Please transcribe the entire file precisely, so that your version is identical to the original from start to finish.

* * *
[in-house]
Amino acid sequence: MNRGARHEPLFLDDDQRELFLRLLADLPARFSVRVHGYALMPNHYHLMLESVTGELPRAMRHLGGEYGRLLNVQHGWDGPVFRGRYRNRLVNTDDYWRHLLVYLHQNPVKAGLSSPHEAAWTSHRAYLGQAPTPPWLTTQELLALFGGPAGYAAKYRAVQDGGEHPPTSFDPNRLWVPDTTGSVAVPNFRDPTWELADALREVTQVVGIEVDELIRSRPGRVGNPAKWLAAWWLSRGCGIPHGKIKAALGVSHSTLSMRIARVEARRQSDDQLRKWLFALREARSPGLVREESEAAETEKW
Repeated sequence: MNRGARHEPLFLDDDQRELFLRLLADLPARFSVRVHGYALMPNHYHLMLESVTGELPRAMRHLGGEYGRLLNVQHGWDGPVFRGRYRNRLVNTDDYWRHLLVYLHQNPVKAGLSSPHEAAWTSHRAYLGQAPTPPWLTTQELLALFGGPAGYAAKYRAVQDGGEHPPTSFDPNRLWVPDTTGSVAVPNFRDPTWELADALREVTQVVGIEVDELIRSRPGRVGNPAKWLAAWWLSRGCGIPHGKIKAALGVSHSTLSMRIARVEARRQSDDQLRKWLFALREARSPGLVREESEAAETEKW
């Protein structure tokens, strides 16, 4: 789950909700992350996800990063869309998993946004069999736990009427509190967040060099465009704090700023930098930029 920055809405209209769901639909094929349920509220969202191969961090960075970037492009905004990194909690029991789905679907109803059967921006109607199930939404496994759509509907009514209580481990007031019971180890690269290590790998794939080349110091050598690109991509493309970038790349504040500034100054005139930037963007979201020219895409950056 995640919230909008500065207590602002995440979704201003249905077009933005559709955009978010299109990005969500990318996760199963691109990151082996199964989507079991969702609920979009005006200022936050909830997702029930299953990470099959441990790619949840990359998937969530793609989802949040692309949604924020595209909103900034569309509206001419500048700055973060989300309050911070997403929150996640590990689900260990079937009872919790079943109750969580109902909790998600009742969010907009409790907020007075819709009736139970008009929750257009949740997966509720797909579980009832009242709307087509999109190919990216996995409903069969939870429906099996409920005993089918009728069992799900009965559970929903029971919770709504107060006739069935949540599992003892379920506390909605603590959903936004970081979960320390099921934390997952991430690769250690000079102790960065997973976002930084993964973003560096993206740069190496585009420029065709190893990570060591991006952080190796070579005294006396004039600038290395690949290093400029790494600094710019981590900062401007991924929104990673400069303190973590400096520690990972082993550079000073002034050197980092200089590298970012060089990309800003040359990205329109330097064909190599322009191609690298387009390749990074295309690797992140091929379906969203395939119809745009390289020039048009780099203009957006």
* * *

[in-house]
Amino acid sequence: MNRGARHEPLFLDDDQRELFLRLLADLPARFSVRVHGYALMPNHYHLMLESVTGELPRAMRHLGGEYGRLLNVQHGWDGPVFRGRYRNRLVNTDDYWRHLLVYLHQNPVKAGLSSPHEAAWTSHRAYLGQAPTPPWLTTQELLALFGGPAGYAAKYRAVQDGGEHPPTSFDPNRLWVPDTTGSVAVPNFRDPTWELADALREVTQVVGIEVDELIRSRPGRVGNPAKWLAAWWLSRGCGIPHGKIKAALGVSHSTLSMRIARVEARRQSDDQLRKWLFALREARSPGLVREESEAAETEKW
Repeated sequence: MNRGARHEPLFLDDDQRELFLRLLADLPARFSVRVHGYALMPNHYHLMLESVTGELPRAMRHLGGEYGRLLNVQHGWDGPVFRGRYRNRLVNTDDYWRHLLVYLHQNPVKAGLSSPHEAAWTSHRAYLGQAPTPPWLTTQELLALFGGPAGYAAKYRAVQDGGEHPPTSFDPNRLWVPDTTGSVAVPNFRDPTWELADALREVTQVVGIEVDELIRSRPGRVGNPAKWLAAWWLSRGCGIPHGKIKAALGVSHSTLSMRIARVEARRQSDDQLRKWLFALREARSPGLVREESEAAETEKW
């Protein structure tokens, strides 16, 4: 789950909700992350996800990063869309998993946004069999736990009427509190967040060099465009704090700023930098930029 920055809405209209769901639909094929349920509220969202191969961090960075970037492009905004990194909690029991789905679907109803059967921006109607199930939404496994759509509907009514209580481990007031019971180890690269290590790998794939080349110091050598690109991509493309970038790349504040500034100054005139930037963007979201020219895409950056 995640919230909008500065207590602002995440979704201003249905077009933005559709955009978010299109990005969500990318996760199963691109990151082996199964989507079991969702609920979009005006200022936050909830997702029930299953990470099959441990790619949840990359998937969530793609989802949040692309949604924020595209909103900034569309509206001419500048700055973060989300309050911070997403929150996640590990689900260990079937009872919790079943109750969580109902909790998600009742969010907009409790907020007075819709009736139970008009929750257009949740997966509720797909579980009832009242709307087509999109190919990216996995409903069969939870429906099996409920005993089918009728069992799900009965559970929903029971919770709504107060006739069935949540599992003892379920506390909605603590959903936004970081979960320390099921934390997952991430690769250690000079102790960065997973976002930084993964973003560096993206740069190496585009420029065709190893990570060591991006952080190796070579005294006396004039600038290395690949290093400029790494600094710019981590900062401007991924929104990673400069303190973590400096520690990972082993550079000073002034050197980092200089590298970012060089990309800003040359990205329109330097064909190599322009191609690298387009390749990074295309690797992140091929379906969203395939119809745009390289020039048009780099203009957006």